PAX East 2017: Dead Cells Turns Constant Death Into Killer Metroidvania Action

If I were to choose the best games of this year’s PAX East based solely on just how much fun I had with them, Motion Twin’s upcoming metroidvania game Dead Cells would easily have a shot at making first place. It just hit all of the sweet spots: Gameplay that heavily encourages exploration, a sweet retro aesthetic that compliments the gameplay, unique mechanics, fast-paced action, a perfect level of challenge without ever becoming frustrating… the list goes on and on. Indeed, it’s the kind of game you would want to play over and over, if only because the first few plays of it will rip you to shreds.

Dead Cells is meant to be played in short bursts at first. After a blob-like creature brings a dead warrior back to life for you to control, you set out to explore the giant castle ahead of you. And like any metroidvania game, there will be certain areas ahead of you that will be inaccessible at first. And in taking one of the ways that is offered to you at first, you will find yourself taken out by more powerful enemies a short ways in (for this writer, it was the teleporting “phaser” enemies that were my bane). The key is to unlock enough various upgrades and additions to help your character on future runs. Discovering new weapons increases their drop rate later on, exchanging souls harvested from enemies in between levels gradually unlocks new gear and skills, and surviving long enough to discover certain upgrades provides permanent abilities needed to access different routes early on.

So yes, you’re playing again and again with procedurally generated levels each time for the shot at a better turn of events later down the road. But even when you’re underpowered at the beginning, Dead Cells has some damn good level design. Even the most minor of opening dungeons feels like its own little metroidvania game, with several different paths to explore, hidden items to find, shops to check out, and ridiculously huge treasure chests to discover, with a significant amount of teleporters to make navigation easy. And these areas are also populated by a good variety of enemies that need proper timing and skill to destroy. Combat is meant to be similar to that of the Dark Souls games, and while I admit to not having any played any Souls games to know if justice has been done or not, the 2D hack and slash gameplay was highly entertaining enough on its own in my book.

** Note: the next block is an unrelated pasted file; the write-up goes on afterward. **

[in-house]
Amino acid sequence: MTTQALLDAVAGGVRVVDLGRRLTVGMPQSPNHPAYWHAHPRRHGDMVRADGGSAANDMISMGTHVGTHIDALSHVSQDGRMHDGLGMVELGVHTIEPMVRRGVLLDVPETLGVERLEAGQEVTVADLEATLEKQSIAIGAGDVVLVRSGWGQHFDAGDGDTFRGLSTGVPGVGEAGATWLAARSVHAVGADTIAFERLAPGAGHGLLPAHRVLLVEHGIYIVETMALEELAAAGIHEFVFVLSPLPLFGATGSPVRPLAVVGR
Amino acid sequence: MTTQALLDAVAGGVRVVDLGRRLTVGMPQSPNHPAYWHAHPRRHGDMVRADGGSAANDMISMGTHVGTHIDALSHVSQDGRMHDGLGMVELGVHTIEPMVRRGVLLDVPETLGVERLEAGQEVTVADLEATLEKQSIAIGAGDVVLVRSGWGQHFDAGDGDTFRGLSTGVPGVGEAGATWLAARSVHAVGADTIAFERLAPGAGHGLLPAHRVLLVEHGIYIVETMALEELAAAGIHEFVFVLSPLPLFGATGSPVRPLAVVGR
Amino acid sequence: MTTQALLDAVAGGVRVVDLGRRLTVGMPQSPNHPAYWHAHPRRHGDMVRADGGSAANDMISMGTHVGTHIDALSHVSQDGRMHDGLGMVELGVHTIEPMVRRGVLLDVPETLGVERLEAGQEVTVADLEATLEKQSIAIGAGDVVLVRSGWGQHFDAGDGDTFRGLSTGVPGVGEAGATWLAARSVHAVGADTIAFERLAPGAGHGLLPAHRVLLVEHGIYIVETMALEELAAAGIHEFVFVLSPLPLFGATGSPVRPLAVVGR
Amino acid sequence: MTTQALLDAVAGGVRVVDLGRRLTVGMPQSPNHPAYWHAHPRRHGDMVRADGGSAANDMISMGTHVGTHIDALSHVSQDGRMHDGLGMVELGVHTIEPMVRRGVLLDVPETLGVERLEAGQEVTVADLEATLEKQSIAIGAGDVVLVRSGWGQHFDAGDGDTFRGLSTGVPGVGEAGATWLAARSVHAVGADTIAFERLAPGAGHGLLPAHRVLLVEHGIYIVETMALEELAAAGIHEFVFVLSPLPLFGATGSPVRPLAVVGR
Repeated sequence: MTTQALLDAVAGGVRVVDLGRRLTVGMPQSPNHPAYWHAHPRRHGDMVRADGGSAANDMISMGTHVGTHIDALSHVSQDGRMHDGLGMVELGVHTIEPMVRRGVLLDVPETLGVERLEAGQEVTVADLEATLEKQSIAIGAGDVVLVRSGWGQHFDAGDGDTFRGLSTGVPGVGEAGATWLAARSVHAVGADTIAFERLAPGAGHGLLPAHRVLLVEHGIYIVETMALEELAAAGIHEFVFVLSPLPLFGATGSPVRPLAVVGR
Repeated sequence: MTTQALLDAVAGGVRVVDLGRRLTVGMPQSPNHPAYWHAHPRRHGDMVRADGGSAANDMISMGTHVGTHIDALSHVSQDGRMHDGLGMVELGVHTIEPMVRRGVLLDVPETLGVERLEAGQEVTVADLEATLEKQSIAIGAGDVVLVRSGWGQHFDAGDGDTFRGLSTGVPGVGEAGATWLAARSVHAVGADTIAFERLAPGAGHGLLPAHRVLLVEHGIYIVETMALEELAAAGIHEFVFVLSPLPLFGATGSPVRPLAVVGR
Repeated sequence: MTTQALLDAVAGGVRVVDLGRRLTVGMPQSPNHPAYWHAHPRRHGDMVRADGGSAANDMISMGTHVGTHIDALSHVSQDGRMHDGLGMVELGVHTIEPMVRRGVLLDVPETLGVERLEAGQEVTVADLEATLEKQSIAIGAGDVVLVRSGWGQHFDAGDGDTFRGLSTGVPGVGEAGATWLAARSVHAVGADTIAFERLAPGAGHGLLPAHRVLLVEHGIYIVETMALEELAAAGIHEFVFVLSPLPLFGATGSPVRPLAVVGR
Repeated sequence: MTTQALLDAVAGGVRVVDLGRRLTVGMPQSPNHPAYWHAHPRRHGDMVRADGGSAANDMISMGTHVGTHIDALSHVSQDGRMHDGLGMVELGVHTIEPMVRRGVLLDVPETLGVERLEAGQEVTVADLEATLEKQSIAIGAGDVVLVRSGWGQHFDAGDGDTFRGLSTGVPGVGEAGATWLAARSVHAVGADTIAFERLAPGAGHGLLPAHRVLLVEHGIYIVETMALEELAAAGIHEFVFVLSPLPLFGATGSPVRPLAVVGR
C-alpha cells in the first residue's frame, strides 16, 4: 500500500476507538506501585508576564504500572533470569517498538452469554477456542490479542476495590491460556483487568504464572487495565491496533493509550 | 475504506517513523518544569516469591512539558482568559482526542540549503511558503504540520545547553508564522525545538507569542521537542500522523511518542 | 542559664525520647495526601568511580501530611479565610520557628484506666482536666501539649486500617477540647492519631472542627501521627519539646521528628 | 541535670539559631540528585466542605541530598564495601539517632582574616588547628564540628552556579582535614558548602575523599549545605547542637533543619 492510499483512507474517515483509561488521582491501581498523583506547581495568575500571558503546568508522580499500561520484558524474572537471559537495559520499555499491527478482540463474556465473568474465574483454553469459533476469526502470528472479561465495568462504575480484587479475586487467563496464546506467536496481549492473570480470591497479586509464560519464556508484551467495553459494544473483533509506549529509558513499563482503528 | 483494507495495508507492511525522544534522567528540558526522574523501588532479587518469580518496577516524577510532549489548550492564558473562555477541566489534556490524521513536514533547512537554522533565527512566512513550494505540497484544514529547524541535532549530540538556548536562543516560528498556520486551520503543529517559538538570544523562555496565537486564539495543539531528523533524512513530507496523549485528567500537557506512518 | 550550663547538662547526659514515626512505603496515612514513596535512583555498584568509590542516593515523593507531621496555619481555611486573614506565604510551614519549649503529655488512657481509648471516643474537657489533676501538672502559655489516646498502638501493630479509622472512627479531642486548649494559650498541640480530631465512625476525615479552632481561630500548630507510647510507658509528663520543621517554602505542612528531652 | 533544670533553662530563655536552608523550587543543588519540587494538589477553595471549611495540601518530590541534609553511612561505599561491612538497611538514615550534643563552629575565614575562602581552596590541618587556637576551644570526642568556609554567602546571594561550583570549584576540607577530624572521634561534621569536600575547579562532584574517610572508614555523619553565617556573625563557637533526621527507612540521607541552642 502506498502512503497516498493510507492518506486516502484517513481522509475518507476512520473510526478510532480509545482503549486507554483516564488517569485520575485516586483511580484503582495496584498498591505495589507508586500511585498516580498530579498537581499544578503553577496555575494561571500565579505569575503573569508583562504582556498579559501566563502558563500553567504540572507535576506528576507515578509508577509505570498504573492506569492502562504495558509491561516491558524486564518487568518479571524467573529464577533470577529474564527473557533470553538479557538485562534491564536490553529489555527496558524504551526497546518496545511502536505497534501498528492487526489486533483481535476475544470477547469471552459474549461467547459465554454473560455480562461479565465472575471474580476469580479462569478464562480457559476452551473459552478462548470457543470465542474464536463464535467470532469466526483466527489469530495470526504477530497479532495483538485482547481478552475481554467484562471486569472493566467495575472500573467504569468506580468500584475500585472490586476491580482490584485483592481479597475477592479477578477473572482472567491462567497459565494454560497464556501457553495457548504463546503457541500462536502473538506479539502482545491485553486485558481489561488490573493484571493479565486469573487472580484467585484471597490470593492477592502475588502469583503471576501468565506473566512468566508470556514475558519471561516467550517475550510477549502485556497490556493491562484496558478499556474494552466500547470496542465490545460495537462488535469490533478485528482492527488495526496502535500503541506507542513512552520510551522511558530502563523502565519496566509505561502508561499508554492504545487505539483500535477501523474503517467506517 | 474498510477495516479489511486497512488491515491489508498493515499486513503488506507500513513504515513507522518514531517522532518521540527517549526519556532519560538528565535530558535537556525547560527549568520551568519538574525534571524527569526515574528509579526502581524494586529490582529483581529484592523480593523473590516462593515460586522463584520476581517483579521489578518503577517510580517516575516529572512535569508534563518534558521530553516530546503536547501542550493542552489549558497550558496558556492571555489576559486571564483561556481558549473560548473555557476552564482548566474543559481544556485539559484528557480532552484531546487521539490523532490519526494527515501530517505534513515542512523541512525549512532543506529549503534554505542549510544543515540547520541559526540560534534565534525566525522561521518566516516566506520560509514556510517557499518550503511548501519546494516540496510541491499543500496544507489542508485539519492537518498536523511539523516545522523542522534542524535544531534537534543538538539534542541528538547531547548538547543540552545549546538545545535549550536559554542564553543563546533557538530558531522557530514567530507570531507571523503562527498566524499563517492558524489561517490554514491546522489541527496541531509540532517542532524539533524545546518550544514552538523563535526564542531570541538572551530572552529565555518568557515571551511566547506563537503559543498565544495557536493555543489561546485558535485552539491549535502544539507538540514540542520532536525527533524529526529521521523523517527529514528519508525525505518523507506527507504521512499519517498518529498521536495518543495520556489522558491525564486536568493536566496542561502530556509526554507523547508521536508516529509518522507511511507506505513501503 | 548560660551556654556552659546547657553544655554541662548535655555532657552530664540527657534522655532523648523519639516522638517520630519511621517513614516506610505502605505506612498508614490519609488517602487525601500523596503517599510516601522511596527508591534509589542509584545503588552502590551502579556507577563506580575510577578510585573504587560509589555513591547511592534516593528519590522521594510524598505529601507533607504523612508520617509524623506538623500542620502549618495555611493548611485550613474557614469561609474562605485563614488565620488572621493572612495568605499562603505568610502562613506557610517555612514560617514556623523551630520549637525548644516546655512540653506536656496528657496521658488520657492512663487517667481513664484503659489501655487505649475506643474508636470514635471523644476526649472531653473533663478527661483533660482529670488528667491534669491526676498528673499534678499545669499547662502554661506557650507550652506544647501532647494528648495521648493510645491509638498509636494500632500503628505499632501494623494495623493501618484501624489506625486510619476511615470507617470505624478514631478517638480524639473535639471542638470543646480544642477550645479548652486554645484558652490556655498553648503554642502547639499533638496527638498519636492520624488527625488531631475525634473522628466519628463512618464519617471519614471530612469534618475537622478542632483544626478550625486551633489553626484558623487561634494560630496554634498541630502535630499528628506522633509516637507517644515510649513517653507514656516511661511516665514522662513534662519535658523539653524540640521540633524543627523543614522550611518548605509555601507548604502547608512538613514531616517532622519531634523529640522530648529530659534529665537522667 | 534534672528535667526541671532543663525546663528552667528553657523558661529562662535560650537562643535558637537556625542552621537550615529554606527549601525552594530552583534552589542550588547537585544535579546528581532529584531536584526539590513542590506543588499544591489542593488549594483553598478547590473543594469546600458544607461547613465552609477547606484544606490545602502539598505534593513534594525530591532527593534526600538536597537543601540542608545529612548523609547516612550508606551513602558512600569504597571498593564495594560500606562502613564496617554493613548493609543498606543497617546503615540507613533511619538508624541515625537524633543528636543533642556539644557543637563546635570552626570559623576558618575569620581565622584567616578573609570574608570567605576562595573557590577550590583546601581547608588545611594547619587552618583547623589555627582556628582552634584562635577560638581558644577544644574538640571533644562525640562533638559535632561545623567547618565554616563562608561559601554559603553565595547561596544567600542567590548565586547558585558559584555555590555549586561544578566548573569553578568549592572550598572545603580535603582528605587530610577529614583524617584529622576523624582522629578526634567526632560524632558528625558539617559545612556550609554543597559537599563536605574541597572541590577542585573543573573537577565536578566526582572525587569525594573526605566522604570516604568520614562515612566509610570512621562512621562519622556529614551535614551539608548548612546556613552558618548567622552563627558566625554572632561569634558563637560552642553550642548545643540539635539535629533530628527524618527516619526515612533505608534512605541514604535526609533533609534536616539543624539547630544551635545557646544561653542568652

But if there was one thing that probably solidified Dead Cells as a game to look out for, it was its absolutely breathtaking pixel art, which in motion looks astonishing, with tons of detail and fluid animation. How were the developers able to create such amazing sprite work, one pixel at a time? Well, the answer is simple: They didn’t. Yes, as it turns out, Motion Twin really wanted a classic 16-bit look and feel, but didn’t quite have the manpower needed to pull off some truly elaborate work, so what you see in the game is actually 3D models rasterized in order to create a pixelated, retro appearance. And indeed, it sure fooled us! Now, you may argue that this is cheating a little, but when the results looks this damn impressive, who are we to argue?

In the end, what was taken away from the demo of Dead Cells – among other things – is that it has an extremely high amount of replayability and puts up a damn good fight, with some highly impressive visuals as the cherry on top. By uniquely making death into an integral part of the gameplay, Motion Twin have put a unique spin on the metroidvania genre. Dead Cells will be hitting Early Access this spring for PC, so make sure not to miss it.